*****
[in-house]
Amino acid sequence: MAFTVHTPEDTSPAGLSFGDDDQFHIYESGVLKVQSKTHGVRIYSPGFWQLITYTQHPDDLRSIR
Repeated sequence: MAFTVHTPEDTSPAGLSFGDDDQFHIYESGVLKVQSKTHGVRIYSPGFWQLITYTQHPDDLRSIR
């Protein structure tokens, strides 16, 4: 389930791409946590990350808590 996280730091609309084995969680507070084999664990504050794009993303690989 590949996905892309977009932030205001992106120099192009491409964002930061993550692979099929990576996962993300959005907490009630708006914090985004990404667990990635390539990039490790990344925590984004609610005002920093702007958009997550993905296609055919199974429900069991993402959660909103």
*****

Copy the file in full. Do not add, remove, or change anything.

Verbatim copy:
[in-house]
Amino acid sequence: MAFTVHTPEDTSPAGLSFGDDDQFHIYESGVLKVQSKTHGVRIYSPGFWQLITYTQHPDDLRSIR
Repeated sequence: MAFTVHTPEDTSPAGLSFGDDDQFHIYESGVLKVQSKTHGVRIYSPGFWQLITYTQHPDDLRSIR
């Protein structure tokens, strides 16, 4: 389930791409946590990350808590 996280730091609309084995969680507070084999664990504050794009993303690989 590949996905892309977009932030205001992106120099192009491409964002930061993550692979099929990576996962993300959005907490009630708006914090985004990404667990990635390539990039490790990344925590984004609610005002920093702007958009997550993905296609055919199974429900069991993402959660909103």